For the course project in Instructional and Training Strategies for Information Professionals I created a comprehensive instructional design program for traditional undergraduate freshmen, culminating in a class presentation on my topic and program design. We were given considerable latitude as to how and what we researched and presented. I chose to delve deeply into creating a comprehensive information literacy program. I challenged my colleagues with the benefits and expanded possibilities of an information literacy program integrated into the university curriculum in my presentation titiled Information Literacy: A foundation for success – toward an implementation of the “First Year Experience”. I created a program based on the “First Year Experience” model. I explained how this movement attempts to make the first years of college a success for new students by helping them attain the knowledge and skills necessary to navigate the often overwhelming experience of life at college. I stressed that an important component and player in this model should be the library, but they are not always given voice when new programs and curricular changes occur. I encouraged my colleagues to get involved because the first years of college are a prime opportunity to teach students how to access and use information well, preparing them for a lifetime of learning.

Through the project I learned how to plan and implement information literacy programs while teaching courses in conjunction with faculty. I synthesized the numerous articles, books, and websites into a comprehensive list of user needs. I envisioned the tools and means necessary for a program to positively impact students and prepare them for the future. I learned how to prepare an engaging presentation to colleagues, utilizing several learning styles in an attempt to persuade my classmates to become involved in the design and implementation of curricular changes when they enter professional practice. I also learned that time can pass too quickly when presenting on a thoroughly researched topic and that even very important information may be lost in a deluge of slides. I learned that there is always more good and worthwhile information that can’t be included when giving a brief teaching, so having a take-away for the audience may be a beneficial way to pass along extra information to those who desire a more thorough investigation of the topic.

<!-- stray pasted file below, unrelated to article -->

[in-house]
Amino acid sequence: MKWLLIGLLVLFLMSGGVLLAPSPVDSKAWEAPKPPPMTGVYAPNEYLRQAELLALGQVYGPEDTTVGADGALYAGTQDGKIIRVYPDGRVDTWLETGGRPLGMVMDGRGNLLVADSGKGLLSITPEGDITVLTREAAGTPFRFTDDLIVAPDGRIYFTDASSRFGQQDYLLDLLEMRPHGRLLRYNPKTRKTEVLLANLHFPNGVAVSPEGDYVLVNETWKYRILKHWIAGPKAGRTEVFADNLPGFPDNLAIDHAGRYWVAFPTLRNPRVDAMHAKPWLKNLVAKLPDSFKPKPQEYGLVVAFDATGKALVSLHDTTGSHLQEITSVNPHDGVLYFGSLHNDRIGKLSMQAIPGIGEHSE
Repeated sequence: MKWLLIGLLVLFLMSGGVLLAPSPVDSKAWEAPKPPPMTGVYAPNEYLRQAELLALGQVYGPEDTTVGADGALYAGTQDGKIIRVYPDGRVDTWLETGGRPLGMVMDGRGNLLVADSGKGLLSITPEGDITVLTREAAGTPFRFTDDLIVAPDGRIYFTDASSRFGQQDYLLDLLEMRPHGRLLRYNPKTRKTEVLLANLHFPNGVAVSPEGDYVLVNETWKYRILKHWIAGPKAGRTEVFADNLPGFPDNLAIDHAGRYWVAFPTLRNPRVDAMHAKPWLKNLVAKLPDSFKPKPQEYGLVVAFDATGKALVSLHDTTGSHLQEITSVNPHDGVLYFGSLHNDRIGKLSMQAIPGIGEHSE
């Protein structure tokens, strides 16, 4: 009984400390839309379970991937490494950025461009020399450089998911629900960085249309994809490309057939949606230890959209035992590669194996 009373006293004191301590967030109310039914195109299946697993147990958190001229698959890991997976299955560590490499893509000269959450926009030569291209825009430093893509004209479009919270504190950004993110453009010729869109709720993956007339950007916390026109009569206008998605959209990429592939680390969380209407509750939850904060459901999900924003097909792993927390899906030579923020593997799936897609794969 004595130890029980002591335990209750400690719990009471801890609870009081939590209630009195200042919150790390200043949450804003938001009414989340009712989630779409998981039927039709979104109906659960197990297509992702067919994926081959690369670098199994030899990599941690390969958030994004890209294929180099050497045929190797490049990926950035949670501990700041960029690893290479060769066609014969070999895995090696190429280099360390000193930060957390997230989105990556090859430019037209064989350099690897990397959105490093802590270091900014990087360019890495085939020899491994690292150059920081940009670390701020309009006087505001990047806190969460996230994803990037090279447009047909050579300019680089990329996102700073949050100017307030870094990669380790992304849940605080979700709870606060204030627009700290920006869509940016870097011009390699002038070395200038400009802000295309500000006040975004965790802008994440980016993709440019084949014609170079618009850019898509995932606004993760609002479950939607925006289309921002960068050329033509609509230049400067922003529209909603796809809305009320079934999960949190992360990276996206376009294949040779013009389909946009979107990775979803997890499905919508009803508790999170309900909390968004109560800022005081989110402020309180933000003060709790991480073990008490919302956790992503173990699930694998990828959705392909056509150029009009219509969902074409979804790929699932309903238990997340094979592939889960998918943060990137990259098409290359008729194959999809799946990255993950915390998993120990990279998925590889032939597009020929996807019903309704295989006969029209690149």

All the readings and research I covered in preparation for this project and presentation will benefit me in my professional career and greatly improve my ability to grasp the issues related to teaching, to information literacy, and to creating collaboration between teaching faculty and the library. This experience prepared me for the depth and quality of background work necessary to successfully convey a topic to an audience. I know that with time I will gain more experience teaching and presenting, but I now have a greater confidence in my ability to communicate ideas through speaking. I know that through the use of humor and interactive activities I am able to keep people interested in a topic. My presentation could have easily expanded to fill a class period or conference presentation, so I have a greater appreciation for brevity and clarity in short presentations. This need for compact presentations is already being refined through current experiences creating short online information literacy tutorials. I now anticipate the opportunity to share the vital role of the library with students, faculty, administrators, and my colleagues.  I am more convinced of the necessity for looking into the instruction and information literacy programs wherever I work in the future. It is said that the best way to learn a subject is to teach it – if nothing else, I convinced myself through this process that it is important to advocate for a strong library role in future curriculum conversations.